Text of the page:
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New technology shifts for BFSI business leaders

Playbooks of traditional companies are being disrupted at a rapid pace. With new technology coming in at regular intervals, the future that lies ahead looks exciting and challenging at the same time.

In such an ever-changing world dominated by innovation, here are six technology shifts that business leaders should be prepared for:







The choice is with companies whether they want to do the transformation of current processes into newer technologies, as a program, or have strategies built into each business to embrace each of these shifts.

Artificial intelligence (AI) AI (artificial intelligence) refers to a computer program’s ability to generate intelligence. AI programs capture historical data about their environment and learn from that data to take decisions. Because AI can take a decision, dependency on humans gets lowered.

From automating fraud detection, to deciding who to lend to, AI has very powerful cases which financial institutions can benefit from.

However, for the benefits to kick in, BFSI business leaders need to have a clear strategy regarding how data can be captured, stored and utilized, serving as a basis for improved decisions, better insights and optimisation of business processes.

Robotics process automation (RPA) Automation of physical work duties is a rising trend across sectors, which has slowly and steadily trickled into BFSI as well.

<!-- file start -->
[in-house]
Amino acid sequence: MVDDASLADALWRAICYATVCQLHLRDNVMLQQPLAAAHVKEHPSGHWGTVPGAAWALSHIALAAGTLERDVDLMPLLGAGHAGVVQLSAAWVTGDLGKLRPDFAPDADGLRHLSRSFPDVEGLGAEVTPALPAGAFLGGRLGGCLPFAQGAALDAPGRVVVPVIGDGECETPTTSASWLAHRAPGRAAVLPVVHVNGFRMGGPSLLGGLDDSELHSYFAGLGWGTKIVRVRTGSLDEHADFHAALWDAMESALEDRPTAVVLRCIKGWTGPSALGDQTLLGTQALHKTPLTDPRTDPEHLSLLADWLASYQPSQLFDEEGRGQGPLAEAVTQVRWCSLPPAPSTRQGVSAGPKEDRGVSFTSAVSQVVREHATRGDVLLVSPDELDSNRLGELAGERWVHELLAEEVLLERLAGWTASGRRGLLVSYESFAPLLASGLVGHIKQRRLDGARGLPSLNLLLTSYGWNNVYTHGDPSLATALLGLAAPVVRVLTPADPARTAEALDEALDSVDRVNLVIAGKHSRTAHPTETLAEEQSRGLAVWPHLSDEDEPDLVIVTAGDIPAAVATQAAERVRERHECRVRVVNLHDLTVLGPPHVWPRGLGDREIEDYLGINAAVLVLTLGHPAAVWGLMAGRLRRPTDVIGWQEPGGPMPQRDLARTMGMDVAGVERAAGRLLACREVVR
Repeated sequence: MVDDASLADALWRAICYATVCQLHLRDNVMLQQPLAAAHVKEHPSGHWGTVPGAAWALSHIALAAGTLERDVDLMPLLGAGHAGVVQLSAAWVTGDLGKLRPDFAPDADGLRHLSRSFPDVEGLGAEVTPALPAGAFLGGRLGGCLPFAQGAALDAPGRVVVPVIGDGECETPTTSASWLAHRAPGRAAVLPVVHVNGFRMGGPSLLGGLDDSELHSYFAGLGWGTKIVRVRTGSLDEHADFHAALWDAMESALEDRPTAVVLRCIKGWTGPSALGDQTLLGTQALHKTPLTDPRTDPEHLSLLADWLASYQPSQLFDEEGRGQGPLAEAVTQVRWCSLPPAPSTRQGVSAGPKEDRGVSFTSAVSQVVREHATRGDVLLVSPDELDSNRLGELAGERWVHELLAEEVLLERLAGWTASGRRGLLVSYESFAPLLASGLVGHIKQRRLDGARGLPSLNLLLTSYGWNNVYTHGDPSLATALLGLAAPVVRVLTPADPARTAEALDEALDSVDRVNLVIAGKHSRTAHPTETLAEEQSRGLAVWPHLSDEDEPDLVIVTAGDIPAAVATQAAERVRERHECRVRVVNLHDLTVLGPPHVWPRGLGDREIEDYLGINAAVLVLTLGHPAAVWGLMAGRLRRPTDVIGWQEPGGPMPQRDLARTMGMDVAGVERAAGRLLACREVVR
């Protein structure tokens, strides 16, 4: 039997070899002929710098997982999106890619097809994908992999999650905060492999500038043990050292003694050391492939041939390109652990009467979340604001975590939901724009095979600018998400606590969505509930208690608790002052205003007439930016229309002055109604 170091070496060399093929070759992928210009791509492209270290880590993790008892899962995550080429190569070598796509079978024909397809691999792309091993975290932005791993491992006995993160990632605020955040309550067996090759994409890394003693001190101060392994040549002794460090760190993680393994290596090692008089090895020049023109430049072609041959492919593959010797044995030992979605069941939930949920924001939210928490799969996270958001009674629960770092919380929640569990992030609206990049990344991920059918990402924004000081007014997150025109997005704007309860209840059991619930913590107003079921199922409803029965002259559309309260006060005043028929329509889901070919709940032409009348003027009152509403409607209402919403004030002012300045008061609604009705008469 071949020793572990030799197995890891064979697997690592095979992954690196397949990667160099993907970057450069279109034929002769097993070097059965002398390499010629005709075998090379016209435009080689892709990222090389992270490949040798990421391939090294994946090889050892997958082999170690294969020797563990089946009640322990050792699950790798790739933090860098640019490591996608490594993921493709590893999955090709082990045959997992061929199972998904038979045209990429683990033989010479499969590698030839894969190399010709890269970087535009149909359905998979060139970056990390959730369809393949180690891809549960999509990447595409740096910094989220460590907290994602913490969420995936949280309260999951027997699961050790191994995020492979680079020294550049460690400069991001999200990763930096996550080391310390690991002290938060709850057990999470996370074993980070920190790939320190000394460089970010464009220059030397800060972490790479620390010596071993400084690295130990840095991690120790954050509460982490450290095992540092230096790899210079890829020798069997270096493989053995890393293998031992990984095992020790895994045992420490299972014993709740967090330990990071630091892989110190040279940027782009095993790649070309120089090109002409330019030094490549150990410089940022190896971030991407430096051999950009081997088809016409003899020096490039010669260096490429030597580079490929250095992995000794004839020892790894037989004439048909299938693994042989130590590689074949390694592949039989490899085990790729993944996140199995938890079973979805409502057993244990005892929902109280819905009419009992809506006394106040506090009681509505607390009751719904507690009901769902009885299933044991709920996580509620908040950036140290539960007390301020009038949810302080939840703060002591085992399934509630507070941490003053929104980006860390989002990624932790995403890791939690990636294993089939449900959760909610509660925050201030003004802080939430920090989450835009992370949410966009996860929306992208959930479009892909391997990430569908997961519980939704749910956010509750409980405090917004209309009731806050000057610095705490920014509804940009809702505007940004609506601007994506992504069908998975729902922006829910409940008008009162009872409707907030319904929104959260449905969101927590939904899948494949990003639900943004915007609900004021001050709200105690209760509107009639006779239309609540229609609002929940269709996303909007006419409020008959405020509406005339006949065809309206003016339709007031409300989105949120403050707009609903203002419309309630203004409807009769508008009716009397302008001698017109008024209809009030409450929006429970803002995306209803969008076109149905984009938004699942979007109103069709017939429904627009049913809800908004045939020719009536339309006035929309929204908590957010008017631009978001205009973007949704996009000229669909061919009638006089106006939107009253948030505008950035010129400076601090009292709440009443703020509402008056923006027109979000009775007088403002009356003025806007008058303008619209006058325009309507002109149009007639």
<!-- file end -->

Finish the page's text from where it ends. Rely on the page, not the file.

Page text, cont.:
Applying RPAs frees up human resources, improves quality and increases uptime in processes.

From automated trade settlements to programmatic payouts, RPAs are ensuring that employees can focus on higher-value work, instead of repetitive manual work. But RPAs are not restricted to repetitive jobs alone. Use cases like Robo-advisory are also able to do jobs which require a baseline intellect like coming up with an investment strategy for clients and then executing the plan.

Virtual assistants

Virtual assistants are various types of software that are capable of performing rule-based work processes and communicating with customers through writing and speech. Virtual assistants are represented by technologies such as chatbots and voice assistants. These assistants are new digital colleagues that will help the financial institutions of the future meet the demands for productivity and accessibility, as well as support the shift from “doing jobs” to activities that add value for analogue employees.

Virtual assistants are a good solution for businesses that want to increase service accessibility and service quality for customers, as well as improve response times for their customers or employees.

A digital workforce will be able to take over and automate a large part of today’s manual business processes. A high proportion of processes associated with functions such as business finance, MIS reporting, customer servicing and human resources are currently handled by employees who have to compensate for incomplete IT systems. This means that a lot of valuable time that could have been devoted to solving more complicated problems is spent carrying out work tasks that could have simply been performed by virtual assistants.